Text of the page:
Kuwa-Jiji July 2009

Kuwa-Jiji has been in the scanlation scene since 2002 as a member of the group Manga-Daisuki. In 2004, Kuwa-Jiji went and created his own scanlation group, Tama-Chan Scans. Although Tama-Chan Scans's website went down a few years later due to hosting issues, the group continued to exist and managed to release scanlation from time to time.

Please introduce yourself!

Kuwa-Jiji: I'm Kuwa-Jiji, though I've gone under many names during my long career. I started scanslating back in 2002 for a group called Manga-Daisuki. When I joined, we had a staff of around 30 people. Most of our projects were Indonesian text on Japanese manga, and our scanner had a really crappy scanner, so I got very good at editing very fast. On my off time from Manga-Daisuki (MD) I helped out other groups with various projects including SnoopyCool, Dragon Voice, Inane, Bisquettes and various other groups, but never joined full-time. After MD, myself and a few others from the group formed our own group, Tama-chan Scans, and started working on different projects. Though we did keep one or two projects from MD that they wanted to finish. That was back in 2004, and I've been mainly running this group ever since. I have still helped groups every now and then depending on who needed it, and my group does go on hiatus from time to time, and a lot of our members have left... but we're still around. Over the years, I've learned how to scan, edit, proof, and even do some translation, so I have a lot of experience to help other people with, or even run my group with.

Tell us a bit more about Tamascans, what kind of group was it? Why did you create the group? How did things go in the beginning?

Kuwa-Jiji: Tamascans has always been a small group. When we first started there were 5 of us from MD, and I think at our largest there were around 15 members. When we first started, most of us had already been doing scanslation for a couple years, so we wanted to make a group where we could work on what we wanted and not have to worry about deadlines, because in a lot of groups deadlines were a big deal, and we didn't like that pressure.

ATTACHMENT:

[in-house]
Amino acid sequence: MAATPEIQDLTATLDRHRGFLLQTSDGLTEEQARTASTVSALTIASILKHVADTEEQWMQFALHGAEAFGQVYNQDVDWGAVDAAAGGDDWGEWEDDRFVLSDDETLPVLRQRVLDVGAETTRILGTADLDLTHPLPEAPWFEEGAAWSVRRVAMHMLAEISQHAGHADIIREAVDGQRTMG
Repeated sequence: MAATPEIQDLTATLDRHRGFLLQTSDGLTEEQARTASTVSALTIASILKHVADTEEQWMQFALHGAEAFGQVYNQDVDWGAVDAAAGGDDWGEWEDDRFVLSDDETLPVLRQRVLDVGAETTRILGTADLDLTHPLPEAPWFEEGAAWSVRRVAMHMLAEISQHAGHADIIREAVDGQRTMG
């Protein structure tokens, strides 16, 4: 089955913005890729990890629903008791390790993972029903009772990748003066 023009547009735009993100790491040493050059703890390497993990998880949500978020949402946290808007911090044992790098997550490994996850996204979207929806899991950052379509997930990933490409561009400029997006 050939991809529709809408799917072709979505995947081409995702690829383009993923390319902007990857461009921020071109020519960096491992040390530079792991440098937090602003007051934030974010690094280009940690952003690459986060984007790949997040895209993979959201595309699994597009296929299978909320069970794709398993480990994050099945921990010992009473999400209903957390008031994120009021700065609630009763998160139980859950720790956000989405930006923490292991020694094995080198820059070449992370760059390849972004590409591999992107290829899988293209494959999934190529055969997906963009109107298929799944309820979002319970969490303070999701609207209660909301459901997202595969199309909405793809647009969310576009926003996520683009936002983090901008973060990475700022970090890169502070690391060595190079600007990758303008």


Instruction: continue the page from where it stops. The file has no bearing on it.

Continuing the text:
I didn't have a preference to what manga we would work on, so some people wanted to keep doing some MD projects, and some people wanted to start some new ones, which is why our project list has always been a little weird. We don't have a set genre we like to work on.

At first, we were very productive; I believe we got 3 volumes of our manga Yawara out within a year. But members started going to college, or got busy with work, and started dropping off. So, for the last couple of years it's really only been my partner GP and I. We've had different translators jump in and out during this time, but I really can't talk about my group without mentioning GP. He basically co-founded it with me, and we've been working on projects together since the beginning. Even when I've put the group into hiatus a few times (or talked about shutting it down), GP stayed, so I really owe a lot to him for the group still being (semi) active today.

How was Tamachan managed? How did the group go about creating a chapter of scanlation? Tell us your (maybe) unique way of getting things done!

Kuwa-Jiji: As the leader of the group, I was basically in charge of making sure everything that needed to happen happened. I made sure translators got the raws they need, the editors got the scripts they needed, and I proofed almost everything. I had a forums system set up where translators could post their translations and where editors would post that they finished editing. Editors would download raws from an FTP I managed and upload the finished result back to the FTP, where I would QC it. After a while I let GP run one or two of the projects since it could get very taxing at times. Nowadays, I still do everything; though even more so, since there are only 2 regular staff members.